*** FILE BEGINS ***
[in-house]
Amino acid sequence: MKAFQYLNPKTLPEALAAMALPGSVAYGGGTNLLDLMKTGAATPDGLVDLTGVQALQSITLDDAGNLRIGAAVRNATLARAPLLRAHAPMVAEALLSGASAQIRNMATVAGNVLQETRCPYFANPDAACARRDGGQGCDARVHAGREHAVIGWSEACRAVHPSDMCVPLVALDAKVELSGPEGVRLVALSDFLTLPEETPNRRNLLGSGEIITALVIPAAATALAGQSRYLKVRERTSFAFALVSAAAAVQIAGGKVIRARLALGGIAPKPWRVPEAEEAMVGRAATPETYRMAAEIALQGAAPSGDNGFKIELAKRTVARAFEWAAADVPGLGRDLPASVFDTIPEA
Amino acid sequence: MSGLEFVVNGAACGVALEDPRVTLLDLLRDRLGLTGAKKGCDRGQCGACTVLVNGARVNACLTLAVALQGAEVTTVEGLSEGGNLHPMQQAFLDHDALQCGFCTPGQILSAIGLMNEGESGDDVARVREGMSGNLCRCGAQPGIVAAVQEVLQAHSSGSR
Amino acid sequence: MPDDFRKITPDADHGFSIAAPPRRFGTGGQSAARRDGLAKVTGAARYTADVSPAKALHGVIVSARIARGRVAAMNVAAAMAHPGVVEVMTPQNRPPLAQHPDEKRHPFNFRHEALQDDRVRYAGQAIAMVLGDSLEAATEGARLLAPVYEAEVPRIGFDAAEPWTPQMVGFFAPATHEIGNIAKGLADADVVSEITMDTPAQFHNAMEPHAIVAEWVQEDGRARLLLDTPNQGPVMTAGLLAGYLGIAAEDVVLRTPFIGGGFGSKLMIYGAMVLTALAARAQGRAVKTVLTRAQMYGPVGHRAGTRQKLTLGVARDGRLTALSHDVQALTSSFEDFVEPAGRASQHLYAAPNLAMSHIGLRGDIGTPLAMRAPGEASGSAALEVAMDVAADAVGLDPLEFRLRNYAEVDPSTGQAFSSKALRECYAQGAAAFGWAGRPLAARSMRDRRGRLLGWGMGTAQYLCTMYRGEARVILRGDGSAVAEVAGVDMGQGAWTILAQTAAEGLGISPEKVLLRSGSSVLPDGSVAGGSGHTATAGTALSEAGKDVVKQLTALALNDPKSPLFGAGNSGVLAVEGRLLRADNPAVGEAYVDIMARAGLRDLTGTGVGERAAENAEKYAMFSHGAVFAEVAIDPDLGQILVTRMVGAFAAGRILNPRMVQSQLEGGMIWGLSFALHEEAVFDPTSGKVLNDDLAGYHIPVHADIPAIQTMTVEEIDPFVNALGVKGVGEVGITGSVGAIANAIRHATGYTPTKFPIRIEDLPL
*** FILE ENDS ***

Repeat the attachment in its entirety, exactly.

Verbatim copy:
[in-house]
Amino acid sequence: MKAFQYLNPKTLPEALAAMALPGSVAYGGGTNLLDLMKTGAATPDGLVDLTGVQALQSITLDDAGNLRIGAAVRNATLARAPLLRAHAPMVAEALLSGASAQIRNMATVAGNVLQETRCPYFANPDAACARRDGGQGCDARVHAGREHAVIGWSEACRAVHPSDMCVPLVALDAKVELSGPEGVRLVALSDFLTLPEETPNRRNLLGSGEIITALVIPAAATALAGQSRYLKVRERTSFAFALVSAAAAVQIAGGKVIRARLALGGIAPKPWRVPEAEEAMVGRAATPETYRMAAEIALQGAAPSGDNGFKIELAKRTVARAFEWAAADVPGLGRDLPASVFDTIPEA
Amino acid sequence: MSGLEFVVNGAACGVALEDPRVTLLDLLRDRLGLTGAKKGCDRGQCGACTVLVNGARVNACLTLAVALQGAEVTTVEGLSEGGNLHPMQQAFLDHDALQCGFCTPGQILSAIGLMNEGESGDDVARVREGMSGNLCRCGAQPGIVAAVQEVLQAHSSGSR
Amino acid sequence: MPDDFRKITPDADHGFSIAAPPRRFGTGGQSAARRDGLAKVTGAARYTADVSPAKALHGVIVSARIARGRVAAMNVAAAMAHPGVVEVMTPQNRPPLAQHPDEKRHPFNFRHEALQDDRVRYAGQAIAMVLGDSLEAATEGARLLAPVYEAEVPRIGFDAAEPWTPQMVGFFAPATHEIGNIAKGLADADVVSEITMDTPAQFHNAMEPHAIVAEWVQEDGRARLLLDTPNQGPVMTAGLLAGYLGIAAEDVVLRTPFIGGGFGSKLMIYGAMVLTALAARAQGRAVKTVLTRAQMYGPVGHRAGTRQKLTLGVARDGRLTALSHDVQALTSSFEDFVEPAGRASQHLYAAPNLAMSHIGLRGDIGTPLAMRAPGEASGSAALEVAMDVAADAVGLDPLEFRLRNYAEVDPSTGQAFSSKALRECYAQGAAAFGWAGRPLAARSMRDRRGRLLGWGMGTAQYLCTMYRGEARVILRGDGSAVAEVAGVDMGQGAWTILAQTAAEGLGISPEKVLLRSGSSVLPDGSVAGGSGHTATAGTALSEAGKDVVKQLTALALNDPKSPLFGAGNSGVLAVEGRLLRADNPAVGEAYVDIMARAGLRDLTGTGVGERAAENAEKYAMFSHGAVFAEVAIDPDLGQILVTRMVGAFAAGRILNPRMVQSQLEGGMIWGLSFALHEEAVFDPTSGKVLNDDLAGYHIPVHADIPAIQTMTVEEIDPFVNALGVKGVGEVGITGSVGAIANAIRHATGYTPTKFPIRIEDLPL